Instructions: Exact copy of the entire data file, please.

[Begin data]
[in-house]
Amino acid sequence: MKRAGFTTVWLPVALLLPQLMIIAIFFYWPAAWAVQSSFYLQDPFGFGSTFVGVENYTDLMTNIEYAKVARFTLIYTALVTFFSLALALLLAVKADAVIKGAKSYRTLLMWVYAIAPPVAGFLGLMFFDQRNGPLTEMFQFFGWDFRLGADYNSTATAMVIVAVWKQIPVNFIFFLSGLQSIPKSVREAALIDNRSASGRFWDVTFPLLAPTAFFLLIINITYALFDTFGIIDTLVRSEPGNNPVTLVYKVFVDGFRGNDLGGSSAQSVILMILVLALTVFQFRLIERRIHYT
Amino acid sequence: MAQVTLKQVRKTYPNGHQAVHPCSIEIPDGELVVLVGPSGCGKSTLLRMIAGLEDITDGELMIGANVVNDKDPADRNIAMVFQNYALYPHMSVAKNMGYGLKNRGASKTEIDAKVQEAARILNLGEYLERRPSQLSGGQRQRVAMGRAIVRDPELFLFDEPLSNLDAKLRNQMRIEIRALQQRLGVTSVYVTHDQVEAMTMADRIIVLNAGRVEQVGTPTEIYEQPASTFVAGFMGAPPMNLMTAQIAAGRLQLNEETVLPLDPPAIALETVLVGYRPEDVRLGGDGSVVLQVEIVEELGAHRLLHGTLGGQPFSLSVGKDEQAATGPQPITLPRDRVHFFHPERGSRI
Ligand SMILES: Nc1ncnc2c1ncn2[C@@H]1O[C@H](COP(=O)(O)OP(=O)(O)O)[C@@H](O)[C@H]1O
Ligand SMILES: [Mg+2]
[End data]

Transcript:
[in-house]
Amino acid sequence: MKRAGFTTVWLPVALLLPQLMIIAIFFYWPAAWAVQSSFYLQDPFGFGSTFVGVENYTDLMTNIEYAKVARFTLIYTALVTFFSLALALLLAVKADAVIKGAKSYRTLLMWVYAIAPPVAGFLGLMFFDQRNGPLTEMFQFFGWDFRLGADYNSTATAMVIVAVWKQIPVNFIFFLSGLQSIPKSVREAALIDNRSASGRFWDVTFPLLAPTAFFLLIINITYALFDTFGIIDTLVRSEPGNNPVTLVYKVFVDGFRGNDLGGSSAQSVILMILVLALTVFQFRLIERRIHYT
Amino acid sequence: MAQVTLKQVRKTYPNGHQAVHPCSIEIPDGELVVLVGPSGCGKSTLLRMIAGLEDITDGELMIGANVVNDKDPADRNIAMVFQNYALYPHMSVAKNMGYGLKNRGASKTEIDAKVQEAARILNLGEYLERRPSQLSGGQRQRVAMGRAIVRDPELFLFDEPLSNLDAKLRNQMRIEIRALQQRLGVTSVYVTHDQVEAMTMADRIIVLNAGRVEQVGTPTEIYEQPASTFVAGFMGAPPMNLMTAQIAAGRLQLNEETVLPLDPPAIALETVLVGYRPEDVRLGGDGSVVLQVEIVEELGAHRLLHGTLGGQPFSLSVGKDEQAATGPQPITLPRDRVHFFHPERGSRI
Ligand SMILES: Nc1ncnc2c1ncn2[C@@H]1O[C@H](COP(=O)(O)OP(=O)(O)O)[C@@H](O)[C@H]1O
Ligand SMILES: [Mg+2]